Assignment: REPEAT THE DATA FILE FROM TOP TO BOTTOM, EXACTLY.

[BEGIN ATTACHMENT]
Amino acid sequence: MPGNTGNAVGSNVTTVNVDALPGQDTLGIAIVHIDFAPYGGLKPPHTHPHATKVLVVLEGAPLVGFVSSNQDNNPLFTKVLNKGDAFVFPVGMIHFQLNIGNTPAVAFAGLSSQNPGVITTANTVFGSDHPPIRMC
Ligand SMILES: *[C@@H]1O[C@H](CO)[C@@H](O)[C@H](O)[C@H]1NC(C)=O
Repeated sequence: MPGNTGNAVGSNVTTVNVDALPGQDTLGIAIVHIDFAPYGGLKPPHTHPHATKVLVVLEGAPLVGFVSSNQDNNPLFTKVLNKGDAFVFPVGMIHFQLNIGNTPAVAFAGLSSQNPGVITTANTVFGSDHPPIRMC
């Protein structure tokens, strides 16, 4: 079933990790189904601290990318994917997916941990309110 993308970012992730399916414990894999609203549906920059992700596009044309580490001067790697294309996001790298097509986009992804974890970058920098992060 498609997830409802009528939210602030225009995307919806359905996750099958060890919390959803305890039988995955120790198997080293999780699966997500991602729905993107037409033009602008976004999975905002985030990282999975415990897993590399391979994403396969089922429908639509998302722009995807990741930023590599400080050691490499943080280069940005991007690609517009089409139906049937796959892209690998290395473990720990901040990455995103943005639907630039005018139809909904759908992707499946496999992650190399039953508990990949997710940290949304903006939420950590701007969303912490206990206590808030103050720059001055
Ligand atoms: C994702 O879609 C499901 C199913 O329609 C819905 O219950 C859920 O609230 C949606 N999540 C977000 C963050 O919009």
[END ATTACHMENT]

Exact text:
Amino acid sequence: MPGNTGNAVGSNVTTVNVDALPGQDTLGIAIVHIDFAPYGGLKPPHTHPHATKVLVVLEGAPLVGFVSSNQDNNPLFTKVLNKGDAFVFPVGMIHFQLNIGNTPAVAFAGLSSQNPGVITTANTVFGSDHPPIRMC
Ligand SMILES: *[C@@H]1O[C@H](CO)[C@@H](O)[C@H](O)[C@H]1NC(C)=O
Repeated sequence: MPGNTGNAVGSNVTTVNVDALPGQDTLGIAIVHIDFAPYGGLKPPHTHPHATKVLVVLEGAPLVGFVSSNQDNNPLFTKVLNKGDAFVFPVGMIHFQLNIGNTPAVAFAGLSSQNPGVITTANTVFGSDHPPIRMC
């Protein structure tokens, strides 16, 4: 079933990790189904601290990318994917997916941990309110 993308970012992730399916414990894999609203549906920059992700596009044309580490001067790697294309996001790298097509986009992804974890970058920098992060 498609997830409802009528939210602030225009995307919806359905996750099958060890919390959803305890039988995955120790198997080293999780699966997500991602729905993107037409033009602008976004999975905002985030990282999975415990897993590399391979994403396969089922429908639509998302722009995807990741930023590599400080050691490499943080280069940005991007690609517009089409139906049937796959892209690998290395473990720990901040990455995103943005639907630039005018139809909904759908992707499946496999992650190399039953508990990949997710940290949304903006939420950590701007969303912490206990206590808030103050720059001055
Ligand atoms: C994702 O879609 C499901 C199913 O329609 C819905 O219950 C859920 O609230 C949606 N999540 C977000 C963050 O919009």